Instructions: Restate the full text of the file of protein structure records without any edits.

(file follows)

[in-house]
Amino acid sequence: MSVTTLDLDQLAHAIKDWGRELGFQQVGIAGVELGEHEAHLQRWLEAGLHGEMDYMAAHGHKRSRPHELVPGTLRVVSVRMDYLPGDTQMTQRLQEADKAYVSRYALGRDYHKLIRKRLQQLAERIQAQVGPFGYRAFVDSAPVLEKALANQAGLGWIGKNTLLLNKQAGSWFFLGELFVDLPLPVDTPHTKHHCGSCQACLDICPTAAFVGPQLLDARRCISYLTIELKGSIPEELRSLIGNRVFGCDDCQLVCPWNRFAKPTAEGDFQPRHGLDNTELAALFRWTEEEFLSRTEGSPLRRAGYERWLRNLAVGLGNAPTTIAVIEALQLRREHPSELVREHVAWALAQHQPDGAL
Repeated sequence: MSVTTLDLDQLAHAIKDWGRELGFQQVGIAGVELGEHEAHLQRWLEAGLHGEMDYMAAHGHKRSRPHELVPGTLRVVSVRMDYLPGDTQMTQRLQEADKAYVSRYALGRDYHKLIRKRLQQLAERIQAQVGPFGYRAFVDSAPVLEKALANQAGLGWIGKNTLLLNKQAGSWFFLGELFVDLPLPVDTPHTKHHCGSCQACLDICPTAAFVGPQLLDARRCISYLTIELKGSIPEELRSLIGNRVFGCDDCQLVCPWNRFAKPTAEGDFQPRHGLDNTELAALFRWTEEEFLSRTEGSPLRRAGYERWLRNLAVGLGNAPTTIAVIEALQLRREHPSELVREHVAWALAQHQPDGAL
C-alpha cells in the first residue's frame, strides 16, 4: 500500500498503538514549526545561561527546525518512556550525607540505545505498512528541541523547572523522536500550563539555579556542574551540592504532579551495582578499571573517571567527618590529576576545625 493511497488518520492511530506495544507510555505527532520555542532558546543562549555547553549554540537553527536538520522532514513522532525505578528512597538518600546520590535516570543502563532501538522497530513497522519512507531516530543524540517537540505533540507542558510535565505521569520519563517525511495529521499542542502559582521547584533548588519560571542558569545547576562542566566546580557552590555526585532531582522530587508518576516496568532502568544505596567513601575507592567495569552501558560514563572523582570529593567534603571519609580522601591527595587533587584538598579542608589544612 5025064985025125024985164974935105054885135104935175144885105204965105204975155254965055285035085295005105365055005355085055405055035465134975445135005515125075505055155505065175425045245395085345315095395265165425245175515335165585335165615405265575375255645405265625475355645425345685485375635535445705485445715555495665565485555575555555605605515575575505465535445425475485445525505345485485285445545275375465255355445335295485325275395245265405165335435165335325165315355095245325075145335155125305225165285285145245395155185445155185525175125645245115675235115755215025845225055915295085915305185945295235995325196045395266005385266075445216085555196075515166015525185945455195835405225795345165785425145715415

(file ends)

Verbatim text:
[in-house]
Amino acid sequence: MSVTTLDLDQLAHAIKDWGRELGFQQVGIAGVELGEHEAHLQRWLEAGLHGEMDYMAAHGHKRSRPHELVPGTLRVVSVRMDYLPGDTQMTQRLQEADKAYVSRYALGRDYHKLIRKRLQQLAERIQAQVGPFGYRAFVDSAPVLEKALANQAGLGWIGKNTLLLNKQAGSWFFLGELFVDLPLPVDTPHTKHHCGSCQACLDICPTAAFVGPQLLDARRCISYLTIELKGSIPEELRSLIGNRVFGCDDCQLVCPWNRFAKPTAEGDFQPRHGLDNTELAALFRWTEEEFLSRTEGSPLRRAGYERWLRNLAVGLGNAPTTIAVIEALQLRREHPSELVREHVAWALAQHQPDGAL
Repeated sequence: MSVTTLDLDQLAHAIKDWGRELGFQQVGIAGVELGEHEAHLQRWLEAGLHGEMDYMAAHGHKRSRPHELVPGTLRVVSVRMDYLPGDTQMTQRLQEADKAYVSRYALGRDYHKLIRKRLQQLAERIQAQVGPFGYRAFVDSAPVLEKALANQAGLGWIGKNTLLLNKQAGSWFFLGELFVDLPLPVDTPHTKHHCGSCQACLDICPTAAFVGPQLLDARRCISYLTIELKGSIPEELRSLIGNRVFGCDDCQLVCPWNRFAKPTAEGDFQPRHGLDNTELAALFRWTEEEFLSRTEGSPLRRAGYERWLRNLAVGLGNAPTTIAVIEALQLRREHPSELVREHVAWALAQHQPDGAL
C-alpha cells in the first residue's frame, strides 16, 4: 500500500498503538514549526545561561527546525518512556550525607540505545505498512528541541523547572523522536500550563539555579556542574551540592504532579551495582578499571573517571567527618590529576576545625 493511497488518520492511530506495544507510555505527532520555542532558546543562549555547553549554540537553527536538520522532514513522532525505578528512597538518600546520590535516570543502563532501538522497530513497522519512507531516530543524540517537540505533540507542558510535565505521569520519563517525511495529521499542542502559582521547584533548588519560571542558569545547576562542566566546580557552590555526585532531582522530587508518576516496568532502568544505596567513601575507592567495569552501558560514563572523582570529593567534603571519609580522601591527595587533587584538598579542608589544612 5025064985025125024985164974935105054885135104935175144885105204965105204975155254965055285035085295005105365055005355085055405055035465134975445135005515125075505055155505065175425045245395085345315095395265165425245175515335165585335165615405265575375255645405265625475355645425345685485375635535445705485445715555495665565485555575555555605605515575575505465535445425475485445525505345485485285445545275375465255355445335295485325275395245265405165335435165335325165315355095245325075145335155125305225165285285145245395155185445155185525175125645245115675235115755215025845225055915295085915305185945295235995325196045395266005385266075445216085555196075515166015525185945455195835405225795345165785425145715415